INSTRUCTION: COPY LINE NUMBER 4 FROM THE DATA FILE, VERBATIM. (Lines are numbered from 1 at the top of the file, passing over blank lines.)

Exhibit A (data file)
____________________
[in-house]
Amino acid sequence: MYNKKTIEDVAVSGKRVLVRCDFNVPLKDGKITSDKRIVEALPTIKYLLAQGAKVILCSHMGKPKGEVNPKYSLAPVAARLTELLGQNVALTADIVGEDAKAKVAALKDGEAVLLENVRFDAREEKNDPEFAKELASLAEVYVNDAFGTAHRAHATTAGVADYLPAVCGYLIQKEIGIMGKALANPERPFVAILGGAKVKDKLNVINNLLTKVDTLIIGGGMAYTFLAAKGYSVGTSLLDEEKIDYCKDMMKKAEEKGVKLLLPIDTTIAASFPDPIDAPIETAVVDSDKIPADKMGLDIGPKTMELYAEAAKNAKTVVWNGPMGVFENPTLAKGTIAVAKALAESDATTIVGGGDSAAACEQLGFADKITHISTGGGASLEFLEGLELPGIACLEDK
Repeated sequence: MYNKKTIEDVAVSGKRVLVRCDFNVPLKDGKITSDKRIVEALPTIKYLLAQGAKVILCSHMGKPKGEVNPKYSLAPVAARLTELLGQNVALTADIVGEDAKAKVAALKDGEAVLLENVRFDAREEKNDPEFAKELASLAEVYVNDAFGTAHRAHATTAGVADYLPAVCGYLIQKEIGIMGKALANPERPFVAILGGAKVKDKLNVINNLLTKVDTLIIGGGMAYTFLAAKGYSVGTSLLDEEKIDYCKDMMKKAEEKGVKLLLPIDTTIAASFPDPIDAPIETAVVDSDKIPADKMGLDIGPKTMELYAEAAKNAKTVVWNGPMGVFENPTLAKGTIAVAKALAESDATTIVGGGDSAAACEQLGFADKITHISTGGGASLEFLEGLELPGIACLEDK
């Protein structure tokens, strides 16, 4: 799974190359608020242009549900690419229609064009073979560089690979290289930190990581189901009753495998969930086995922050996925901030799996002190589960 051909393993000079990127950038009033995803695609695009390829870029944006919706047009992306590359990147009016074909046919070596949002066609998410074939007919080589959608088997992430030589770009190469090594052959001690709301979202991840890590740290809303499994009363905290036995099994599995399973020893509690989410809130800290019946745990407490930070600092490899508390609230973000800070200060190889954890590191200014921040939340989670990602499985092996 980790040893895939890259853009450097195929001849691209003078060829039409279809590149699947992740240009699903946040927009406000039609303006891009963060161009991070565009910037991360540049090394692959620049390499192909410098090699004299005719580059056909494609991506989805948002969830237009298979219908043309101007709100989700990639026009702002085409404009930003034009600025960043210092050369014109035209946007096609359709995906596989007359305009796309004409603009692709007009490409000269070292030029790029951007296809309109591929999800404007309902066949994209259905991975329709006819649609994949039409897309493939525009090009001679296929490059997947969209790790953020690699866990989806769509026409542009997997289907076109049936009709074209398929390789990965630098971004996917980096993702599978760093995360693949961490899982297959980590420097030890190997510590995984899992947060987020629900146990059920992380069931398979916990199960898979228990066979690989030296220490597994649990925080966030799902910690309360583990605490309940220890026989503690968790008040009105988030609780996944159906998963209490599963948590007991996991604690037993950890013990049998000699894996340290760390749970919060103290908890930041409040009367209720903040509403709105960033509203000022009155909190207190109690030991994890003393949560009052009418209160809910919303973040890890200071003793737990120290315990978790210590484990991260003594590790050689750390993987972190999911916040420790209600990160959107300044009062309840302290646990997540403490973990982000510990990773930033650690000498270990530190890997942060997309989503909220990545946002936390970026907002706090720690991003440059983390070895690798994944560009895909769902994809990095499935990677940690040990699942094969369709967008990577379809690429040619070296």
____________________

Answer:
């Protein structure tokens, strides 16, 4: 799974190359608020242009549900690419229609064009073979560089690979290289930190990581189901009753495998969930086995922050996925901030799996002190589960 051909393993000079990127950038009033995803695609695009390829870029944006919706047009992306590359990147009016074909046919070596949002066609998410074939007919080589959608088997992430030589770009190469090594052959001690709301979202991840890590740290809303499994009363905290036995099994599995399973020893509690989410809130800290019946745990407490930070600092490899508390609230973000800070200060190889954890590191200014921040939340989670990602499985092996 980790040893895939890259853009450097195929001849691209003078060829039409279809590149699947992740240009699903946040927009406000039609303006891009963060161009991070565009910037991360540049090394692959620049390499192909410098090699004299005719580059056909494609991506989805948002969830237009298979219908043309101007709100989700990639026009702002085409404009930003034009600025960043210092050369014109035209946007096609359709995906596989007359305009796309004409603009692709007009490409000269070292030029790029951007296809309109591929999800404007309902066949994209259905991975329709006819649609994949039409897309493939525009090009001679296929490059997947969209790790953020690699866990989806769509026409542009997997289907076109049936009709074209398929390789990965630098971004996917980096993702599978760093995360693949961490899982297959980590420097030890190997510590995984899992947060987020629900146990059920992380069931398979916990199960898979228990066979690989030296220490597994649990925080966030799902910690309360583990605490309940220890026989503690968790008040009105988030609780996944159906998963209490599963948590007991996991604690037993950890013990049998000699894996340290760390749970919060103290908890930041409040009367209720903040509403709105960033509203000022009155909190207190109690030991994890003393949560009052009418209160809910919303973040890890200071003793737990120290315990978790210590484990991260003594590790050689750390993987972190999911916040420790209600990160959107300044009062309840302290646990997540403490973990982000510990990773930033650690000498270990530190890997942060997309989503909220990545946002936390970026907002706090720690991003440059983390070895690798994944560009895909769902994809990095499935990677940690040990699942094969369709967008990577379809690429040619070296």